Analysts say many other political parties are also agitated and wary about the recent political dynamic that has allowed radicalized groups to enter the political arena.
“The government has repeatedly said it will not allow the hardliners to enter into politics, but the reality is different, these parties are going into masses,” Rasul Baksh Raees, a prominent analyst from Pakistan told VOA.
“As long as these proscribed groups stick to their extreme ideologies and violence, they will be a danger to the society and democracy itself.”
PPP’s acute criticism came as Hafiz Saeed, the alleged mastermind of 2008 Mumbai terror attacks and leader of Jamaat-ud-Dawa (JuD), inaugurated the office of his newly launched political party Milli Muslim League (MML) in the eastern city of Lahore.
Pakistan’s Election Commission rejected MML’s party registration application in October, citing its link to Jamaat-ud-Dawa, a U.S. designated terror-sponsoring organization.
But MML looks determined to contest the upcoming state and provincial elections. The party has several offices, has launched a website, and has a social media team spreading its messages through Facebook and Twitter.
Pakistan’s government has repeatedly emphasized it will not tolerate any political party with a proven record of promoting violence and terrorism to use democracy and political means to spread their extreme ideologies.
But critics still say the government is not doing enough to stop radical groups from entering politics.
“Look what happened in Lahore’s recent by-election and who can forget the power show by extremists on the roads of Islamabad. The government was totally helpless,” Raees said.
During the Lahore election in September, a MML backed independent candidate secured the fourth position in the race. The by-election was also contested by Tehreek-e-Labbaik (TeL), another extremist religious party created to carry-on Mumtaz Qadri’s mission, the bodyguard who killed Punjab’s Governor Salman Taseer in 2011 after he had demanded reforms in the controversial blasphemy law. Mumtaz Qadri was later sentenced to death.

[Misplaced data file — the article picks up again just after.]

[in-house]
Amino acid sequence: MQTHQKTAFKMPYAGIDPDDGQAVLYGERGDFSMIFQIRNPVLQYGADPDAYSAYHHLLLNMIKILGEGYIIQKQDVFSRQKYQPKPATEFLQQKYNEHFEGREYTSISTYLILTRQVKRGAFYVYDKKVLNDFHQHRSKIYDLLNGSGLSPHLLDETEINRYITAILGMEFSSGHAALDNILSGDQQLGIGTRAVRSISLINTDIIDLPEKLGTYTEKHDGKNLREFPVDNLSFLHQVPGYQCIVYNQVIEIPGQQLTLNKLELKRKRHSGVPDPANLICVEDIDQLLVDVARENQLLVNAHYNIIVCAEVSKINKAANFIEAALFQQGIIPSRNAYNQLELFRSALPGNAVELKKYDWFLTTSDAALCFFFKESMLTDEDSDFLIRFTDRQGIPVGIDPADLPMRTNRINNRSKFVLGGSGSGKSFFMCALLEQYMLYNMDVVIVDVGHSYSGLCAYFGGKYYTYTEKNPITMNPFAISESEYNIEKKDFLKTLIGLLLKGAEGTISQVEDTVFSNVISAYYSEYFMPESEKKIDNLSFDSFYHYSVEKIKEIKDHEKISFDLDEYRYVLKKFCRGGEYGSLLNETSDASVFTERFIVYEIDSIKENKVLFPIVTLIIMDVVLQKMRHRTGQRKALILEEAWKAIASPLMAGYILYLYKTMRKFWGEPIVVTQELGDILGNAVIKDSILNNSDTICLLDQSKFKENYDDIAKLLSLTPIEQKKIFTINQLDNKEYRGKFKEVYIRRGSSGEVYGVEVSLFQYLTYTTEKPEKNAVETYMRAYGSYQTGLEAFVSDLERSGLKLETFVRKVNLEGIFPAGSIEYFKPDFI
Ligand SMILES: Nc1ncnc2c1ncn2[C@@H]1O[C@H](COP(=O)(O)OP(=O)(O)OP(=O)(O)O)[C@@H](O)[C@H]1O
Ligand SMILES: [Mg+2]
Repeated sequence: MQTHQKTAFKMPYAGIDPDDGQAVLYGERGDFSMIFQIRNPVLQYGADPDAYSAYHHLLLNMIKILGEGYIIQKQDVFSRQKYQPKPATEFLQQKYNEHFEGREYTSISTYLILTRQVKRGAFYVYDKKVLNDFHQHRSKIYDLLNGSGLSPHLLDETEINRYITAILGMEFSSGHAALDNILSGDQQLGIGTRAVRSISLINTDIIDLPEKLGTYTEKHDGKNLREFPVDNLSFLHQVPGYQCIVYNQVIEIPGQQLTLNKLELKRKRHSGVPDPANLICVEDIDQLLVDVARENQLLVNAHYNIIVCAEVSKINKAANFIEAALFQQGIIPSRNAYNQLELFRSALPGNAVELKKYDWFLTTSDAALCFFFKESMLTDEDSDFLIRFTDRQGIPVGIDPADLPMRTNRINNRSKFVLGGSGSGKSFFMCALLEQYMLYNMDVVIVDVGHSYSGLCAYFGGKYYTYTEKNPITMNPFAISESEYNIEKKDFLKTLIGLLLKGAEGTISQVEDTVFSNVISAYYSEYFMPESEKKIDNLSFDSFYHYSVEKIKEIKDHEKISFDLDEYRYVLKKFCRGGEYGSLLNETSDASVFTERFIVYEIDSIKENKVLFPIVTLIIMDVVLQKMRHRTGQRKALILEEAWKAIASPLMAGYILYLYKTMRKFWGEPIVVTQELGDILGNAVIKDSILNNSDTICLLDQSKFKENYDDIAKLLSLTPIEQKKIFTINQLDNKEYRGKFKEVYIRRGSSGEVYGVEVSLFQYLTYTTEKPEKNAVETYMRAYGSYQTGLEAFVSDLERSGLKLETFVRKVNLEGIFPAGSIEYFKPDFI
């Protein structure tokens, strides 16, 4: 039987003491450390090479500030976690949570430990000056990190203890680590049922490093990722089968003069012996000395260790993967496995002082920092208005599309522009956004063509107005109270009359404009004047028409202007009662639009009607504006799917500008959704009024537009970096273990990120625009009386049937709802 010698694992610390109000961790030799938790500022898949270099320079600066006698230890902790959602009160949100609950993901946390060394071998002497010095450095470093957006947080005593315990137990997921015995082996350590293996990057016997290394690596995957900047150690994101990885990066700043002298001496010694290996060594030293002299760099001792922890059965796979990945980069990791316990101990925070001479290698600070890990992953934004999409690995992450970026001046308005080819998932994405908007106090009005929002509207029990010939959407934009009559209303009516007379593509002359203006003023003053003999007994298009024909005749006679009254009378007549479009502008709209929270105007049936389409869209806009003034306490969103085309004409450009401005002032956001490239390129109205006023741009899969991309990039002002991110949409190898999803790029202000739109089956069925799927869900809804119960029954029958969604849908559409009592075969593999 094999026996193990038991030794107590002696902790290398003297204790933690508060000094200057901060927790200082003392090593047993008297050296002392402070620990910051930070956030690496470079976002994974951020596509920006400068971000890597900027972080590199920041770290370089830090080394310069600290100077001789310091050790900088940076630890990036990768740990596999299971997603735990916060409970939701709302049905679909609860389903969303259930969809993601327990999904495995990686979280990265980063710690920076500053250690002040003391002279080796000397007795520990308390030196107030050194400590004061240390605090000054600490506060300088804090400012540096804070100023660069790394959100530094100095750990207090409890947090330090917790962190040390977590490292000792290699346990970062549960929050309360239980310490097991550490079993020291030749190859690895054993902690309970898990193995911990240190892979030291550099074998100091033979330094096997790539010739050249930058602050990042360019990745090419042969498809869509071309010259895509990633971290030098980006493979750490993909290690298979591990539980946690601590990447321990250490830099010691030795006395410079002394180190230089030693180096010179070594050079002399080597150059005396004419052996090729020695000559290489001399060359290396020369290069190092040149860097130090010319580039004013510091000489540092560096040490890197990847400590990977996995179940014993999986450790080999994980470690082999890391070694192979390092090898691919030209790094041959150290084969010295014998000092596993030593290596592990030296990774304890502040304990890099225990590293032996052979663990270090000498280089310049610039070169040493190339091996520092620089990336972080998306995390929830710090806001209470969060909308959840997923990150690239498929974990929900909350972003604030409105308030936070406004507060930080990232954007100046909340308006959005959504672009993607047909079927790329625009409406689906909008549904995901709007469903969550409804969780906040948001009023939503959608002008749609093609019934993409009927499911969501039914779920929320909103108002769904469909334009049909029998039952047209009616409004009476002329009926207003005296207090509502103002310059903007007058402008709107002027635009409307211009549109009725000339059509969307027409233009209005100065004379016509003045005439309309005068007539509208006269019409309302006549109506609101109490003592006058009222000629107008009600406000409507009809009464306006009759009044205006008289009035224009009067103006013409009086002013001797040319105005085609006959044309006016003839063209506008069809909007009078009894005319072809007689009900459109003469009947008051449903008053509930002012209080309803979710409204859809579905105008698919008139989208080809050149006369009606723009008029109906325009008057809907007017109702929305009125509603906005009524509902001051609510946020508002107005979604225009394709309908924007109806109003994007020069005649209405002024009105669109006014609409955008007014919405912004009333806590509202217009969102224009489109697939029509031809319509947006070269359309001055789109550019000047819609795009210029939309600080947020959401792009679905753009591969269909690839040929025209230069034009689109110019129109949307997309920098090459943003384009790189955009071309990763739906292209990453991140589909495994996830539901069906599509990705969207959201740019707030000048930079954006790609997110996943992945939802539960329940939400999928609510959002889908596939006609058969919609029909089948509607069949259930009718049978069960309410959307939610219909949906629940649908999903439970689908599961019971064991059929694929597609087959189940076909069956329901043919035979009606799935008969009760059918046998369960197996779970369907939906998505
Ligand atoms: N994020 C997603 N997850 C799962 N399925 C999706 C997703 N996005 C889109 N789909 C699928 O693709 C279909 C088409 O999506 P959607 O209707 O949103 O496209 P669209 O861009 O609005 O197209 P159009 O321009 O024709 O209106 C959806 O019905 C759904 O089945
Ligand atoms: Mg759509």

In November, thousands of followers of the Islamist group Tehreek-e-Labaik blocked Islamabad roads for weeks and demanded the resignation of Law Minister Zahid Hamid, after accusing him of blasphemy. The government eventually surrendered to hardliners’ demands after Pakistan’s military played the role of mediator.
The experts say the emerging trend of politicizing militancy is a danger to democracy. They also point out the sectarian and hardline rationale will further complicate the situation in the country that has been trying to combat terrorism for more than a decade.
“Imagine when these hardliners, through political parties, will spread their extreme views on the grassroots level. What will be the future of this country?” Raees said.
But some politicians dismiss the blending of radicalized groups into politics. Haider believes the people of Pakistan can differentiate between politicians and extremists and will not allow militant-turned-politicians to thrive.
“If you look at the past, the religious parties including the Jamaat-i-Islami [an old religious party], despite having a huge following, were never able to clean sweep or get majority in the electoral process of the country,” said Haider.
“Even now, with all these efforts, I believe Milli Muslim League or Tehreek-e-Labaik will not be able to pull large numbers during the general elections. Religious or sectarian votes are scattered in the country and can’t be unified and will not help these newly established political parties to win a prominent number of seats.” VOA